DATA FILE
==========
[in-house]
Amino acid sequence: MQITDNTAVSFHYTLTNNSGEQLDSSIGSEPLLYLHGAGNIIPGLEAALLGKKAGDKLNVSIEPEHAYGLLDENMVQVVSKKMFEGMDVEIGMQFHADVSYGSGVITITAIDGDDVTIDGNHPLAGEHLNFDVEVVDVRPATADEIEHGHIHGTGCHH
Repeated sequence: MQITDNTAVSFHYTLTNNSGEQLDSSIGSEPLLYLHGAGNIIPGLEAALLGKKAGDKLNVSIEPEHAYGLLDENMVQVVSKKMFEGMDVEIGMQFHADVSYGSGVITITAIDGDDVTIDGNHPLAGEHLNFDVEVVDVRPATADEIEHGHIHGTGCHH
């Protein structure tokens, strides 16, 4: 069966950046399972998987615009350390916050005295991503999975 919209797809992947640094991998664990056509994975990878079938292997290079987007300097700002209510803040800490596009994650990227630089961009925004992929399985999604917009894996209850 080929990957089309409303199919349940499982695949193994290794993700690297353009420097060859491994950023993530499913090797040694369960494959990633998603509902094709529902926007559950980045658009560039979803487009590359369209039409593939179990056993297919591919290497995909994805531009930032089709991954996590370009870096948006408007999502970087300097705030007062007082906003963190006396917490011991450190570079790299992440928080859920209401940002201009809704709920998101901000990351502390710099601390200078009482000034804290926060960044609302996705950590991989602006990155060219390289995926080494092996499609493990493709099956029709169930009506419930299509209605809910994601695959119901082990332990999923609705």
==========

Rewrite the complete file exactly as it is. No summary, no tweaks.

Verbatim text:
[in-house]
Amino acid sequence: MQITDNTAVSFHYTLTNNSGEQLDSSIGSEPLLYLHGAGNIIPGLEAALLGKKAGDKLNVSIEPEHAYGLLDENMVQVVSKKMFEGMDVEIGMQFHADVSYGSGVITITAIDGDDVTIDGNHPLAGEHLNFDVEVVDVRPATADEIEHGHIHGTGCHH
Repeated sequence: MQITDNTAVSFHYTLTNNSGEQLDSSIGSEPLLYLHGAGNIIPGLEAALLGKKAGDKLNVSIEPEHAYGLLDENMVQVVSKKMFEGMDVEIGMQFHADVSYGSGVITITAIDGDDVTIDGNHPLAGEHLNFDVEVVDVRPATADEIEHGHIHGTGCHH
């Protein structure tokens, strides 16, 4: 069966950046399972998987615009350390916050005295991503999975 919209797809992947640094991998664990056509994975990878079938292997290079987007300097700002209510803040800490596009994650990227630089961009925004992929399985999604917009894996209850 080929990957089309409303199919349940499982695949193994290794993700690297353009420097060859491994950023993530499913090797040694369960494959990633998603509902094709529902926007559950980045658009560039979803487009590359369209039409593939179990056993297919591919290497995909994805531009930032089709991954996590370009870096948006408007999502970087300097705030007062007082906003963190006396917490011991450190570079790299992440928080859920209401940002201009809704709920998101901000990351502390710099601390200078009482000034804290926060960044609302996705950590991989602006990155060219390289995926080494092996499609493990493709099956029709169930009506419930299509209605809910994601695959119901082990332990999923609705």